Raised in a family of Southern Baptists – with a father who drummed in 80s country group Bandana – Johnston straddled staunch religion and rock’n’roll during his formative years. As did his bandmates, in a Southern community where the good Lord and country music were gospel. Such ingrained culture is difficult to bypass, though the band’s church-frequenting days are behind them.

“I have a tattoo saying ‘music is my religion’,” Ray says, taking a sip of his Anchor Steam. “This is San Francisco’s beer. I missed a flight there once. I got held up at security because of something in my backpack.”

Johnston jibes: “Was it a knife, or a dildo?”

Ray (deadpan): “It was both, Jaren. A dildo knife.”

Johnston: “Jesus…”

“The really sad thing was it was actually a bit of pencil lead,” Ray admits. “I had a bit of rubber putty, and they said it tested positive for some explosive device, which it wasn’t at all… And the two times I got away without problems were the times I did have weed on me!”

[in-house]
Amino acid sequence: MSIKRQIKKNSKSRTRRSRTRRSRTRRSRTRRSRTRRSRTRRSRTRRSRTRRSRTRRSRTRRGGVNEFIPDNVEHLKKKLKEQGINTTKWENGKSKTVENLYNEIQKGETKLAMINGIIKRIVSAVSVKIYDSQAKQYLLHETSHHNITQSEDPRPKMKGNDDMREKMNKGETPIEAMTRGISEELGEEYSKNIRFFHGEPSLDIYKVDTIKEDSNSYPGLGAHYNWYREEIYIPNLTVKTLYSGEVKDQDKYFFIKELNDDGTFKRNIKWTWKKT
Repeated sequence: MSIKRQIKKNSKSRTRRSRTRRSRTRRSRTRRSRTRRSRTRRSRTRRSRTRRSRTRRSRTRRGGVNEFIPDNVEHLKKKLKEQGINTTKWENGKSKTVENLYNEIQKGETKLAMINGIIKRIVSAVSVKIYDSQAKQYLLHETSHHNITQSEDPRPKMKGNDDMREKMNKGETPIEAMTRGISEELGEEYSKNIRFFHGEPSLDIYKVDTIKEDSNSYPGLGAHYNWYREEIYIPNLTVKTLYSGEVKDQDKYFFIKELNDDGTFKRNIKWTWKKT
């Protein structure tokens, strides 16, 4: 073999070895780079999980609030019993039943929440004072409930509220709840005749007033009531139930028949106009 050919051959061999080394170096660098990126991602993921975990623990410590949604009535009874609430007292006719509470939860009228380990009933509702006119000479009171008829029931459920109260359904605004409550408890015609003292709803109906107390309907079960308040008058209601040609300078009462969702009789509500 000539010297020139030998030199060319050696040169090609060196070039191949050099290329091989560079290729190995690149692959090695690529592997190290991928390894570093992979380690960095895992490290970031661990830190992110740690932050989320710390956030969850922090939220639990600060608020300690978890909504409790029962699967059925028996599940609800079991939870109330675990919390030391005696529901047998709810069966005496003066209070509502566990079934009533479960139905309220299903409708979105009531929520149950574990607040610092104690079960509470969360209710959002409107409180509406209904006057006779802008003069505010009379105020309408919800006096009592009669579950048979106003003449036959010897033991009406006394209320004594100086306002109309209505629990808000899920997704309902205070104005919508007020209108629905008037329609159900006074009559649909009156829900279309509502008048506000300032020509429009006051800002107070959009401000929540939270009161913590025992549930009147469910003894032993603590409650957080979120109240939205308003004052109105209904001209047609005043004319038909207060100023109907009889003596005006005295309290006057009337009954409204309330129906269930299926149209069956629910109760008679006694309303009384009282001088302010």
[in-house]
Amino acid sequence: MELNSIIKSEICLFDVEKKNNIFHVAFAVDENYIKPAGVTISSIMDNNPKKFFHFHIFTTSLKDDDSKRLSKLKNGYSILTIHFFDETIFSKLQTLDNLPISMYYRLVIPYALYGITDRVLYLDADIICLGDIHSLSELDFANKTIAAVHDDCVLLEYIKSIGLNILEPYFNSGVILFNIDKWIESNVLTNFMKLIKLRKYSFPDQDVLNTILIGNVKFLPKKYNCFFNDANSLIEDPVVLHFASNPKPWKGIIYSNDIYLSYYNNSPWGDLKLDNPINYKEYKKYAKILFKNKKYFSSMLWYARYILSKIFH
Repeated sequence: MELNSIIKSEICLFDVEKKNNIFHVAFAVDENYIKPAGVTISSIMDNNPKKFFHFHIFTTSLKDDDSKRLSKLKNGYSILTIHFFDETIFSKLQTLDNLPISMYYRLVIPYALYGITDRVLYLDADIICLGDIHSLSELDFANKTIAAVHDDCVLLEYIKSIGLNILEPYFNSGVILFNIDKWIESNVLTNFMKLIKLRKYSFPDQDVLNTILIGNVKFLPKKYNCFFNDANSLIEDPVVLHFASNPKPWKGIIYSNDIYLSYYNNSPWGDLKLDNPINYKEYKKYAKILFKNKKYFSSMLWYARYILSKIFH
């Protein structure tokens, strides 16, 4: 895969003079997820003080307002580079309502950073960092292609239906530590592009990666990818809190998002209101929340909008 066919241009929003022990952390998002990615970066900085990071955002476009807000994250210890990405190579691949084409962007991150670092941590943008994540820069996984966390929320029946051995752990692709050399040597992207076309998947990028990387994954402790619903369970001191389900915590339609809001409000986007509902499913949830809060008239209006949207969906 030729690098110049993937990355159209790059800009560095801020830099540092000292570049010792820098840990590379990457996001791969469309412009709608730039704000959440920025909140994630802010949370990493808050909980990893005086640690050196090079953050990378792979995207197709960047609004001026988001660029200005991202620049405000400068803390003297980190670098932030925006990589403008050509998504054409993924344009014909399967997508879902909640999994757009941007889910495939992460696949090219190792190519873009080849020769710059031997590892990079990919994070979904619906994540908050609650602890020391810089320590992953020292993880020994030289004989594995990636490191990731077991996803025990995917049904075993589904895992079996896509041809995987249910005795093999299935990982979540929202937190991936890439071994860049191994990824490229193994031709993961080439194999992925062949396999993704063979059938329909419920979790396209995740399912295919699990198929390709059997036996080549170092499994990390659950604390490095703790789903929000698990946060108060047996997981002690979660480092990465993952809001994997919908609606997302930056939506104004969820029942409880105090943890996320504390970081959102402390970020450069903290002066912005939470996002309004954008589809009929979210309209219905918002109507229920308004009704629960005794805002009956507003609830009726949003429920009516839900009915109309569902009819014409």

“Maybe we should have done media training again…” Jaren drawls, swirling his glass. “Saying that, you can’t print anything worse than what I said at the Classic Rock Awards: ‘I bet you guys were wondering who The Cadillac Three was, well now you know motherfuckers!’ My dad’ll probably show it to his church group.”

That heavily religious side of Southern culture seems slightly at odds with the whole ‘sex, drugs and rock’n’roll’ lifestyle, doesn’t it?

“I think that’s where the rebellion comes from,” Mason muses. “If you’re surrounded by one thing it’ll influence you to do the opposite. We love country music but when we were thirteen the last thing we were thinking about was writing country songs; it was all about Nirvana and Metallica.”

So what is it about religion that sticks with Southern musicians, then?